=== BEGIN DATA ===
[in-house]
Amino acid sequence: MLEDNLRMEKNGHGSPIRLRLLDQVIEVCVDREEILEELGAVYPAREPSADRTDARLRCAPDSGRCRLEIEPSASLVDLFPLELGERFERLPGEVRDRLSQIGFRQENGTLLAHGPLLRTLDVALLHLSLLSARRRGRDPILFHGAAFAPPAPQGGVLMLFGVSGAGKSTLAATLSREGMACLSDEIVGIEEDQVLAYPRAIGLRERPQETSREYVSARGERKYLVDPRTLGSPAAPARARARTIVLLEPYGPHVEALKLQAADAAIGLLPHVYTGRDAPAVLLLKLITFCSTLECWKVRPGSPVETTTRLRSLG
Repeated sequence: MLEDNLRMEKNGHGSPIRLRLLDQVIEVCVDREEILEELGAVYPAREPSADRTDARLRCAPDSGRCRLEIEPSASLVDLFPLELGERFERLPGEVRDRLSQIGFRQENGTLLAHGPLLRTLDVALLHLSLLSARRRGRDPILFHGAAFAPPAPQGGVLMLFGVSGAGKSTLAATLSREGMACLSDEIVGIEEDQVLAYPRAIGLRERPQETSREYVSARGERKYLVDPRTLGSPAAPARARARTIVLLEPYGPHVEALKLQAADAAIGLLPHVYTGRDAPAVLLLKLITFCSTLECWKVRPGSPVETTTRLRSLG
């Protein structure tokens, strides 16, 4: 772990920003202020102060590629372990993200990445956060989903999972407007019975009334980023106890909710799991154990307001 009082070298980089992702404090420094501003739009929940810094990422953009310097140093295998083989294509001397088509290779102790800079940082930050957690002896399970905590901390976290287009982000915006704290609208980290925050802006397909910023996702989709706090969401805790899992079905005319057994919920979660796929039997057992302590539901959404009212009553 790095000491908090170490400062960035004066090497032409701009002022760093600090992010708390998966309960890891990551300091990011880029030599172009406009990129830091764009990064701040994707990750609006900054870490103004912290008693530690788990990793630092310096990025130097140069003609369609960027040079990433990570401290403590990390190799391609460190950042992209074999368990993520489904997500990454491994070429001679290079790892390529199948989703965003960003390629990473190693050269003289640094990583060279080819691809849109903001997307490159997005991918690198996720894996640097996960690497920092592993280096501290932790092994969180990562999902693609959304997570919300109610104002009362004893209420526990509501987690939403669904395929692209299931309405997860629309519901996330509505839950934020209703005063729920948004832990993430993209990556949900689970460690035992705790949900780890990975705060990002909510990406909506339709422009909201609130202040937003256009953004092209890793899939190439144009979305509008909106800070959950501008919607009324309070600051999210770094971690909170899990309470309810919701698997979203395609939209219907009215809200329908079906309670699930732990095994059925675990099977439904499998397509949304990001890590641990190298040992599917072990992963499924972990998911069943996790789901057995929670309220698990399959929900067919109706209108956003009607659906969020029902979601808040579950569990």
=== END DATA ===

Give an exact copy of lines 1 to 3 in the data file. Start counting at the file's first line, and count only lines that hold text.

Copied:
[in-house]
Amino acid sequence: MLEDNLRMEKNGHGSPIRLRLLDQVIEVCVDREEILEELGAVYPAREPSADRTDARLRCAPDSGRCRLEIEPSASLVDLFPLELGERFERLPGEVRDRLSQIGFRQENGTLLAHGPLLRTLDVALLHLSLLSARRRGRDPILFHGAAFAPPAPQGGVLMLFGVSGAGKSTLAATLSREGMACLSDEIVGIEEDQVLAYPRAIGLRERPQETSREYVSARGERKYLVDPRTLGSPAAPARARARTIVLLEPYGPHVEALKLQAADAAIGLLPHVYTGRDAPAVLLLKLITFCSTLECWKVRPGSPVETTTRLRSLG
Repeated sequence: MLEDNLRMEKNGHGSPIRLRLLDQVIEVCVDREEILEELGAVYPAREPSADRTDARLRCAPDSGRCRLEIEPSASLVDLFPLELGERFERLPGEVRDRLSQIGFRQENGTLLAHGPLLRTLDVALLHLSLLSARRRGRDPILFHGAAFAPPAPQGGVLMLFGVSGAGKSTLAATLSREGMACLSDEIVGIEEDQVLAYPRAIGLRERPQETSREYVSARGERKYLVDPRTLGSPAAPARARARTIVLLEPYGPHVEALKLQAADAAIGLLPHVYTGRDAPAVLLLKLITFCSTLECWKVRPGSPVETTTRLRSLG